Speech and Language Therapy

Speech-Language Pathologists follow an integrated model and collaborate with classroom teachers to develop a language-rich environment, across all daily activities. This model allows the SLPs to facilitate language development naturally and within context, during activities such as circle time (greeting classmates and teachers), art (asking peers for items), lunch (requesting by using their individualized communication systems), and story time (expanding language through narration). The SLPs run daily or weekly language groups, in which they target socialization, as well as generalization of learned skills to a group activity. They also participate in outings to generalize learned communication skills to community environments.

All of our SLPs hold masters degrees, are certified by the American Speech and Hearing Association, and are New York State licensed. Individualized Education Plans are generated for each student based on annual standardized testing, as well as on each student’s individual needs to functionally communicate across all aspects of daily living. Our SLPs practice evidence-based teaching, whereby progress is tracked using data collection, which is monitored on a daily basis. They participate in weekly team meetings to discuss each of their student’s goals, ensuring carry-over across all staff.

Speech and language therapy is set up to follow the transition of our students from lower to middle to upper schools. While the focus in the lower school is placed on the development of emerging language and expanding those skills, the focus in the upper school is placed on the development and generalization of language skills related to daily living and the community. Individual speech and language sessions are 45 minutes in duration. Initially, students receive individual therapy five times a week. As the students demonstrate that they are ready for more social skills, they participate in peer groups targeting social communication, turn-taking, conversational skills, and interactive play.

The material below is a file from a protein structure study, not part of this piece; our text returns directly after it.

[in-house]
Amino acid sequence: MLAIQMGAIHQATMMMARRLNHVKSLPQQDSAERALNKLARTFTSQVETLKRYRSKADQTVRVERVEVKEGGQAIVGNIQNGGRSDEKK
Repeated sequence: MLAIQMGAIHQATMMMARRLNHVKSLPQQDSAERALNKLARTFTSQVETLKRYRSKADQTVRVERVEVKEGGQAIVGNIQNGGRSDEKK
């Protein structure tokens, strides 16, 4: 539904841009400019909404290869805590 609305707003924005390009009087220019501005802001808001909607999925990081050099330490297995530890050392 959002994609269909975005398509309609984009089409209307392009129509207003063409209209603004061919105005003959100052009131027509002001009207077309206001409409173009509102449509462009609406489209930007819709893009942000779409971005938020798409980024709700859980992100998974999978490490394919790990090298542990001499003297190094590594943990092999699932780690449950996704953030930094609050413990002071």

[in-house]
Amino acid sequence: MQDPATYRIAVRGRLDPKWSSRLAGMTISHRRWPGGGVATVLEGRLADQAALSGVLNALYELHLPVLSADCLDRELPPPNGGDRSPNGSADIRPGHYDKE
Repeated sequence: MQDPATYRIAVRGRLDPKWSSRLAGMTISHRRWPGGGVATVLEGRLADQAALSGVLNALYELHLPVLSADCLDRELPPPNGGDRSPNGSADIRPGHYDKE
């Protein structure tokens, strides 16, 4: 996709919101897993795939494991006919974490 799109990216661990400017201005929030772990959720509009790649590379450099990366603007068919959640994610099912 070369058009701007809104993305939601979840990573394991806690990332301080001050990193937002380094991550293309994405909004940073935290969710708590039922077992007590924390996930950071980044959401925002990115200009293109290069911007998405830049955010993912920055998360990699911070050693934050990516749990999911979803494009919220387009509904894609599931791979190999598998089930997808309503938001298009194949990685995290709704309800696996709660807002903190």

Therapy includes the following areas:

  • Receptive language is the area of understanding what is being communicated. Goals may include following directions, understanding concepts of categorization, and understanding the concept of sequencing for the development of narrative skills.
  • Expressive language focuses on the ability to use language to communicate. Our SLPs use a variety of modalities to facilitate expressive language including visual supports, Picture Exchange Communication System, and sign language, as well as low- and high-tech devices including the iPad.
  • Pragmatic language focuses on socialization with peers, commenting on the environment, and conversation.
  • Play programs foster emerging language and encourage development of imagination. Our SLPs set up programs targeting appropriate isolate play, pretend play, and interactive play with peers.
  • Articulation is the ability to produce sounds clearly. Each of our SLPs is trained in the PROMPT method, which addresses the development and rehabilitation of speech sounds via muscle stimulation through tactile cues. Additionally, they are trained in oral-motor exercises connected to speech development, sensory regulation, and chewing skills.
  • Feeding therapy addresses the needs of those students who experience difficulty chewing foods and those with limited food repertoires. Our SLPs are trained in feeding therapy and use a combination of behavioral and sensory techniques to expose the students to new tastes, textures, and temperatures.
  • Technology in the form of software is incorporated into therapy to target skills such as language processing, sequencing, and responding to questions, as well as social skills and grammar. The SLPs also make use of SMART Boards in the classrooms as a fun and interactive means of teaching during language groups.